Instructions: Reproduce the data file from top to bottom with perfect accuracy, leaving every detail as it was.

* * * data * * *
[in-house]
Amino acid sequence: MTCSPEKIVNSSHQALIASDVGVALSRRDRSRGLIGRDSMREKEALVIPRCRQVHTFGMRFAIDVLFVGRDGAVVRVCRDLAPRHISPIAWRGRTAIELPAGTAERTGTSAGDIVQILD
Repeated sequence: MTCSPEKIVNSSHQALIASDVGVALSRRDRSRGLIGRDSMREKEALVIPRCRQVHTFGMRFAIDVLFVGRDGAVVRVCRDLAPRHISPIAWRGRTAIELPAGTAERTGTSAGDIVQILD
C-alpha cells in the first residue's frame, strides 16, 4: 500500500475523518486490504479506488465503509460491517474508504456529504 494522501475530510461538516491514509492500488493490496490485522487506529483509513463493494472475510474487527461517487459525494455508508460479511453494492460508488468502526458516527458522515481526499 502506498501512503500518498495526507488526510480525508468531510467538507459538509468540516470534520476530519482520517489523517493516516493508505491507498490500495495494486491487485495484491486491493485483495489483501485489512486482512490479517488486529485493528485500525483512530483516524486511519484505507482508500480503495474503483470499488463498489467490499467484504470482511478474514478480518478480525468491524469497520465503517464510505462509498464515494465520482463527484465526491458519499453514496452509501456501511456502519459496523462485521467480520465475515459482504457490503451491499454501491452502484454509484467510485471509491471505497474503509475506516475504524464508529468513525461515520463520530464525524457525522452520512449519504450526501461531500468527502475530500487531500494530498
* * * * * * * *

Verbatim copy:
[in-house]
Amino acid sequence: MTCSPEKIVNSSHQALIASDVGVALSRRDRSRGLIGRDSMREKEALVIPRCRQVHTFGMRFAIDVLFVGRDGAVVRVCRDLAPRHISPIAWRGRTAIELPAGTAERTGTSAGDIVQILD
Repeated sequence: MTCSPEKIVNSSHQALIASDVGVALSRRDRSRGLIGRDSMREKEALVIPRCRQVHTFGMRFAIDVLFVGRDGAVVRVCRDLAPRHISPIAWRGRTAIELPAGTAERTGTSAGDIVQILD
C-alpha cells in the first residue's frame, strides 16, 4: 500500500475523518486490504479506488465503509460491517474508504456529504 494522501475530510461538516491514509492500488493490496490485522487506529483509513463493494472475510474487527461517487459525494455508508460479511453494492460508488468502526458516527458522515481526499 502506498501512503500518498495526507488526510480525508468531510467538507459538509468540516470534520476530519482520517489523517493516516493508505491507498490500495495494486491487485495484491486491493485483495489483501485489512486482512490479517488486529485493528485500525483512530483516524486511519484505507482508500480503495474503483470499488463498489467490499467484504470482511478474514478480518478480525468491524469497520465503517464510505462509498464515494465520482463527484465526491458519499453514496452509501456501511456502519459496523462485521467480520465475515459482504457490503451491499454501491452502484454509484467510485471509491471505497474503509475506516475504524464508529468513525461515520463520530464525524457525522452520512449519504450526501461531500468527502475530500487531500494530498